belonging to another

Jon and I have been reading the Tales of the Kingdom series to our children lately, a trilogy of books written by David & Karen Mains. We have been drawn into the allegory as much as our children have been! In addition to enjoying the stories and what they communicate about following Jesus with our lives, I have been pondering a recurring theme: that of belonging.

Early on in the series, an orphan hunter who works for the evil Enchanter, comes to Great Park where the King’s people live. She is hunting for two orphan brothers, to bring them back to the city to work for the Enchanter as slave labor. Mercie, who cares for the children of Great Park, tells the orphan hunter that there are no orphans… all children who live in Great Park belong to someone. The message is clear: it’s the belonging that makes them safe. To not belong is dangerous, makes one vulnerable– they call it being a “one only.”

I understand and value community. I understand the danger in alone-ness. And frankly, I do not like feeling lonely (who does?). But as I have contemplated this idea of belonging to another, something in me resists it. I am independent by nature. I need my space. At times I need to make a decision for me… on my own. How far does belonging go? Does it cross the lines I draw around my soul for privacy, dignity and sacred space? I have known belonging to create safety, but I have also known it to cause harm. Sometimes there is danger in belonging too much to another. We can lose ourselves.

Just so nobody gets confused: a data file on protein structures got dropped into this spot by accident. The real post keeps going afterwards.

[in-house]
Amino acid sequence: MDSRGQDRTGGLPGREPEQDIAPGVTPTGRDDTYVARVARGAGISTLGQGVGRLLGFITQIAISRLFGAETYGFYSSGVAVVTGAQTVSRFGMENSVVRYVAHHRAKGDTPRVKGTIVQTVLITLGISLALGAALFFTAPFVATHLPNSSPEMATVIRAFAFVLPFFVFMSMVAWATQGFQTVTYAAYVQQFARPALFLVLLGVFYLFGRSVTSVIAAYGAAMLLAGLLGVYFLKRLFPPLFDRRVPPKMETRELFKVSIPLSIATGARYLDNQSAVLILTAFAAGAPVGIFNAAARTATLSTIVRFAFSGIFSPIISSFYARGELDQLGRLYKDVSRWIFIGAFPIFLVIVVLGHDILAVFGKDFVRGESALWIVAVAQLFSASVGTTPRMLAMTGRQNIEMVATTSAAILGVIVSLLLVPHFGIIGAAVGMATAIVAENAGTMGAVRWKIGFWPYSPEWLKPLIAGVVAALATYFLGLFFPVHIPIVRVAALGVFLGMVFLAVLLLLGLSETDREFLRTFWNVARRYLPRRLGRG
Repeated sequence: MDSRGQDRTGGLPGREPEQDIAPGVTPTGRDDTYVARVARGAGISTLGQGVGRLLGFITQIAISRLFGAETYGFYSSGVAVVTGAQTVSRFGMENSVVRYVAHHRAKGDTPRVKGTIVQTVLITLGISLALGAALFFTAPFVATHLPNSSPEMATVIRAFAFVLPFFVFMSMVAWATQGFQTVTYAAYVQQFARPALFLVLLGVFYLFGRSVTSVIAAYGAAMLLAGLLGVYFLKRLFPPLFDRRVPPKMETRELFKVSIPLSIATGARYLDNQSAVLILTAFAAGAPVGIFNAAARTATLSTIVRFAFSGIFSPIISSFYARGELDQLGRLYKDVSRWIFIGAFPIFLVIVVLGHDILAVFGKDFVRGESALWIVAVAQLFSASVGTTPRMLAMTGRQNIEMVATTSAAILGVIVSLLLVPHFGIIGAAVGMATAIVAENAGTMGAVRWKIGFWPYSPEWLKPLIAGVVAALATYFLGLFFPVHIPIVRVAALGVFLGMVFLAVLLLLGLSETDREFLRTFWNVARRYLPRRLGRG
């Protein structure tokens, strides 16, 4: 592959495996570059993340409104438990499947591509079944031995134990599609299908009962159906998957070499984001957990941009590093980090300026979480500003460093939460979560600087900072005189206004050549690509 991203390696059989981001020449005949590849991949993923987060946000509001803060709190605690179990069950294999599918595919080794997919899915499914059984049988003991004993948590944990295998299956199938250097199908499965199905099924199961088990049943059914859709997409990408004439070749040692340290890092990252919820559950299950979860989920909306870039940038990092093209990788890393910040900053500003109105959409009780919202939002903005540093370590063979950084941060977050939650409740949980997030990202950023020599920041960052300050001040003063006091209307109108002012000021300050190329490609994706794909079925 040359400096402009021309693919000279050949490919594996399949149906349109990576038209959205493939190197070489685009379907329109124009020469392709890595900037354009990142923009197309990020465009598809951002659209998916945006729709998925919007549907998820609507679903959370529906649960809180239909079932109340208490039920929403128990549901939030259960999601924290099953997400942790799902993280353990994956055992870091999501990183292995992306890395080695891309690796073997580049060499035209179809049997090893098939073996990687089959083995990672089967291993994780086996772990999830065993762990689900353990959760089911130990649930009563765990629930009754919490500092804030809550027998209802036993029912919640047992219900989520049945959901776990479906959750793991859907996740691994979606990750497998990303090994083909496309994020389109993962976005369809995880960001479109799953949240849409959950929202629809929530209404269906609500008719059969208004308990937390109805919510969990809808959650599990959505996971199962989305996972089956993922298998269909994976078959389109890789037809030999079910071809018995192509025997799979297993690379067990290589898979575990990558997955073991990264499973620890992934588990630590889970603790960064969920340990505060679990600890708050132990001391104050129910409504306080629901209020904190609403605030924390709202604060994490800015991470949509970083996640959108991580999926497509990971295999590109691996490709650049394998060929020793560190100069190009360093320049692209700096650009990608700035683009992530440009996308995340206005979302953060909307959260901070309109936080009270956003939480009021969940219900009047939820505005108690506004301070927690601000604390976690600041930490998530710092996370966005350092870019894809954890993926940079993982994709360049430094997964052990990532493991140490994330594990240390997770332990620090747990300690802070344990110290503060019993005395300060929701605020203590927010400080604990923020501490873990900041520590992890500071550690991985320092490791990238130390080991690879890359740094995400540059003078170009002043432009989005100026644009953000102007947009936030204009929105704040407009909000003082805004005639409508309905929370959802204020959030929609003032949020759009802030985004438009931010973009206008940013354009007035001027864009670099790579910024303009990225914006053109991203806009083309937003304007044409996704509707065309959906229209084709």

After more than 12 years of marriage, I have learned something of what it means to belong to another… to lay down my rights, to make difficult decisions as a pair, to speak what I know to be true and then listen without jumping to conclusions or making assumptions. We are two very different people who have somehow created a loving life together. I belong to him as fully as I am able, yet I am still distinctly me… and he celebrates that. He belongs to me as fully as he is able, and yet he still uniquely him… and I celebrate that. It is a journey, though. It takes arduous inner work for me to hold on and let go. Then again, often it is a happy adventure!

In almost eight years of parenting, I have also learned about belonging. Giving my time, my full attention, my whole presence to them; does not come easily to me. I crave space and silence and stillness, as I get older. Yet I belong to them, at least in part… a very large part. And they teach me such wonderful things when I pay attention. Why do I fight that?

I have moved in and out of faith communities during the course of my life, and I wonder if I prefer that mode of belonging. If I can imagine a possible end to the belonging, I can stomach the sacrifices a bit easier– I am not saying this is right. I am simply wondering if it is true. Would I rather pop in and out of belonging (which is not really, truly belonging at all), so that I can keep my ideas my own and protect my rights… so that I can avoid true love and genuine transformation? Why am I afraid that truly belonging means losing myself, disappearing? I find I do not like this part of me, the fickle and uncommitted part who is distant, protective. But there is learning and growing to be done if I am patient with me and continue to choose belonging… and turn from being a “one only.”